LED indicator

Discussion in 'The Projects Forum' started by timplett, Aug 2, 2009.

  1. timplett

    Thread Starter Member

    Jan 20, 2009
    19
    0
    I think this circuit is what I need, but I need some help modifying it to suit me. What I am wanting to do is to connect a 40-50 step voltmeter to the subwoofer in my car, so that the bar would go up as the speaker output does. The PDF sheet the circuit was on said it could be expanded to 100 steps but I don't know to do that. The subwoofer is 300w RMS at 2 ohms, therefore 24.5 volts, but peak output is double, so 49 volts peak. Speaker output is AC so it will need to be rectified first. I've got basic electronics skills but not enough to design the circuit myself.

    Thanks in advance,
    Tim
     
  2. beenthere

    Retired Moderator

    Apr 20, 2004
    15,815
    282
    Welcome to AAC.

    I have moved you post to its own thread. The thread you placed your question in is almost a year old - http://forum.allaboutcircuits.com/showthread.php?t=12580

    A voltmeter display may not be satisfactory. Something more like a VU meter should be better. here is one example - http://sound.westhost.com/project60.htm

    By the way, there is no need to monitor the signal driving the speakers. The amp has a fixed gain, so monitoring the signal into the amp's input is much easier.
     
  3. timplett

    Thread Starter Member

    Jan 20, 2009
    19
    0
    Okay so I've done some looking around online and decided to use the schematic included in the LM3916 datasheet (http://www.datasheetcatalog.org/datasheet/nationalsemiconductor/DS007971.PDF). My only question is in regards to limiting the ~14 volts (this is going in a car) down to the proper voltage for the LEDs. I know how to find the proper resistor value for individual LEDs and parallel arrays and such, but I'm not sure how this works seeing as the number of LEDs that is lit varies. These are the LEDs I'm using (http://www.futurlec.com/LED/LED5BULB.shtml) What value resistor will I need for this?

    Thanks,

    Tim
     
  4. timplett

    Thread Starter Member

    Jan 20, 2009
    19
    0
    Okay I thought this out some more, and I think I need to knock it down to the correct voltage for one, with a resistor capable of the milliamp draw of all of them. Using this information I'm getting a 39 ohm 3.5 watt resistor. Is this correct?
     
  5. beenthere

    Retired Moderator

    Apr 20, 2004
    15,815
    282
  6. timplett

    Thread Starter Member

    Jan 20, 2009
    19
    0
    I've got the datasheet already, and building it isn't an issue, I just want to make sure I'm using the correct resistor to knock down the voltage for the LEDs. The datasheet doesn't get specific, and the project shown at that link uses a different power supply so it doesn't help as far as that goes.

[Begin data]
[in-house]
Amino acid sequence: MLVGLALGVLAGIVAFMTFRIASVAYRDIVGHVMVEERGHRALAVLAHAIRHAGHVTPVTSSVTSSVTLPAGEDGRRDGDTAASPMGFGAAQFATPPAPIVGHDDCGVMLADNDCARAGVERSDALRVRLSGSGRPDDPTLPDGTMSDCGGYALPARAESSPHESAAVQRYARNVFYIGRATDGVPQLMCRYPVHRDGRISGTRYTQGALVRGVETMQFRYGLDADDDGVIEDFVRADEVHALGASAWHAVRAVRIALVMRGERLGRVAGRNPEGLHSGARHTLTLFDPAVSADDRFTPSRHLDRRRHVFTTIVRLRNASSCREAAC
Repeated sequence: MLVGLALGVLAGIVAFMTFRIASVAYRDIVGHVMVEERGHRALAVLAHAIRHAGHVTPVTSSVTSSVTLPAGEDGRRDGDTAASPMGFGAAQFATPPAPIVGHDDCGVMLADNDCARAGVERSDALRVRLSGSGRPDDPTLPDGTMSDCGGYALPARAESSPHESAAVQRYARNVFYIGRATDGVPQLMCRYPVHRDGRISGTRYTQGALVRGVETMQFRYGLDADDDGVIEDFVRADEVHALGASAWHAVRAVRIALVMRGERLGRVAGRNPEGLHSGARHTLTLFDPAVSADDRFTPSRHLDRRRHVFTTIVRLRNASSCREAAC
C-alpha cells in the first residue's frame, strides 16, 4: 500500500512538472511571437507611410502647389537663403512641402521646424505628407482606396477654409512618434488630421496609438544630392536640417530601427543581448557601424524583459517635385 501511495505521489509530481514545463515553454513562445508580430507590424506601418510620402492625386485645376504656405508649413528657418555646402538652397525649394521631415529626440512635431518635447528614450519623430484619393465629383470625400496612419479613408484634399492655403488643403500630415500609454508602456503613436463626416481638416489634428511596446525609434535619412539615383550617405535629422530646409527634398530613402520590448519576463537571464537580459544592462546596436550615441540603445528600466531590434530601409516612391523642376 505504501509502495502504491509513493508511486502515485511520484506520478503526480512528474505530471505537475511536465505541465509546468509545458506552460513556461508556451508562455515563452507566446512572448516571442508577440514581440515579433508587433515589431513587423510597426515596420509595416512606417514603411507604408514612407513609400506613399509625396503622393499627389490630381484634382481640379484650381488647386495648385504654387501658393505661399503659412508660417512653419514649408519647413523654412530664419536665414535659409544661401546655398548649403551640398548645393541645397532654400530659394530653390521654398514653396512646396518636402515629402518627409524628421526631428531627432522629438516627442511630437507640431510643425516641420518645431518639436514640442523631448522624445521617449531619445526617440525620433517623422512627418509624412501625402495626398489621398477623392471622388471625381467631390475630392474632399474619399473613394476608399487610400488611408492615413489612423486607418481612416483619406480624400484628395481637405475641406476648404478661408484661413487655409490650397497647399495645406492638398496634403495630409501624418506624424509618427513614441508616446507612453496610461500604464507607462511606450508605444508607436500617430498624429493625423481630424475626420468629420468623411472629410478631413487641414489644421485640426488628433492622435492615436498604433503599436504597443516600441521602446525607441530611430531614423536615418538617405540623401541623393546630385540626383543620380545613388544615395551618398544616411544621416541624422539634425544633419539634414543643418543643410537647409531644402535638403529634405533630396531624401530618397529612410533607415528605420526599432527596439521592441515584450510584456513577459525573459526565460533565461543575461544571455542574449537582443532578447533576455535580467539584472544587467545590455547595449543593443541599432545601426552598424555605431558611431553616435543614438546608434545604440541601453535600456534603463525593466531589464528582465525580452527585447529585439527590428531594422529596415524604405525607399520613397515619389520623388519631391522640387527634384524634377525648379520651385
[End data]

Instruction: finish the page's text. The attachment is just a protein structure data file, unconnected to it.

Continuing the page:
Tim
     
  7. Audioguru

    New Member

    Dec 20, 2007
    9,411
    896
    The LM3914, LM3915 and LM3916 regulate the current to the LEDs by the amount of load on pin 7 of the IC.

    You do not "knock down the voltage" to LEDs, you limit the current and the LEDs knock down the voltage to whatever voltage they need. The IC limits the current by regulating the current.

    Post your schematic for us to make recommendations.
     
  8. timplett

    Thread Starter Member

    Jan 20, 2009
    19
    0
    The circuit I'm using is the basic one from the datasheet. Forgive my confusion about the voltage issue. The schematic does say however that the voltage to the LEDs should 7 volts or less to limit power dissipation from the IC. Do I not need to worry about this?

    Tim
     
  9. Audioguru

    New Member

    Dec 20, 2007
    9,411
    896
    You must be aware that the output transistors in an LM39xx create heat when they have a voltage across them and the LED current through them. The datasheet spec's a max allowed IC dissipation of 1.37W.

    If you have a 12V supply, the LED currents are set to 25mA each and 2V red LEDs are used then each output transistor dissipates 0.25W and the IC will dissipate 2.5W if all 10 LEDs are lighted. The IC will melt.
    A resistor can be added in series with the IC to share the heat as is shown in the datasheet.
     
  10. timplett

    Thread Starter Member

    Jan 20, 2009
    19
    0
    Ok I see what you are saying about the IC setting the LED amperage. However, when I do the math I get 16 mA @ 14v (usual car voltage). 14volts / 8700ohms * 10 = 16mA output. The LEDs I'm using have a voltage drop of 3.5V at 12mA (if I'm reading that correctly). Using 3.5v as the voltage drop at 16mA (to be on the safe side) each output transistor will have 11.5v flowing through it at 16mA. 11.5v * 16mA = 0.184w * 10 = 1.84w, still too much. If the LED input voltage were to be limited to say 5v rather than 14v, the LED would drop 3.5v leaving 2v @ 16mA across the output transistor, equalling a total IC dissipation of 0.32w. Much better.

    Now for a resistor to accomplish this with. I want a voltage drop of 9v @ 16mA. 9v / 16mA = 562.5ohms. 9v * 16mA = 0.144w, but this value is for one LED only, so I multiply by 10 to get a resistor rating of 1.44w.

    So to sum this all up, I need a 560 ohm, 1.5 watt resistor (or a 560ohm, 1/4watt resistor for each LED).

    Did I get it right this time? :confused:

    Tim
     
Loading...